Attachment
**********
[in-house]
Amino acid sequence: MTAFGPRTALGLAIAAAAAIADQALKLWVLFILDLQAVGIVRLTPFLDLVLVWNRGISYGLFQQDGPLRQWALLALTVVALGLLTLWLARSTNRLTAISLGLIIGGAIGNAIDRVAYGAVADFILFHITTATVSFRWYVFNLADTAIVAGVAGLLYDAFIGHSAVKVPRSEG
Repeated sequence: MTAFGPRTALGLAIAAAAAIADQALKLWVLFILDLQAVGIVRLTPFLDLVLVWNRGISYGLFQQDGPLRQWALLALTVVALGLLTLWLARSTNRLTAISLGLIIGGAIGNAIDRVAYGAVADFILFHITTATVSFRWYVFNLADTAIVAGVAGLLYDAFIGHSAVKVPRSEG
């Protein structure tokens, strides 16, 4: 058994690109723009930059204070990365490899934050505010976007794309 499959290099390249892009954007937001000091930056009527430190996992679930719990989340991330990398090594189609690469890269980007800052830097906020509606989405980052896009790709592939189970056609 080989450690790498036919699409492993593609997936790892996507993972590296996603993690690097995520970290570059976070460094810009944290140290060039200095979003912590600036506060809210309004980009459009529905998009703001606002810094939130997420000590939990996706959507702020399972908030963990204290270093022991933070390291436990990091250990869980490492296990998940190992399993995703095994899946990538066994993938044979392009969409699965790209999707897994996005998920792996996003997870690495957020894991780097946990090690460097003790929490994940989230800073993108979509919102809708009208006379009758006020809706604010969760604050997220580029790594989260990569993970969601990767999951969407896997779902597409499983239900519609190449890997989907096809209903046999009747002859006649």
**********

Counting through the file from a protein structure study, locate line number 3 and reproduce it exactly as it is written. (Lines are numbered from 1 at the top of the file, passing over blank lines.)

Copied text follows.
Repeated sequence: MTAFGPRTALGLAIAAAAAIADQALKLWVLFILDLQAVGIVRLTPFLDLVLVWNRGISYGLFQQDGPLRQWALLALTVVALGLLTLWLARSTNRLTAISLGLIIGGAIGNAIDRVAYGAVADFILFHITTATVSFRWYVFNLADTAIVAGVAGLLYDAFIGHSAVKVPRSEG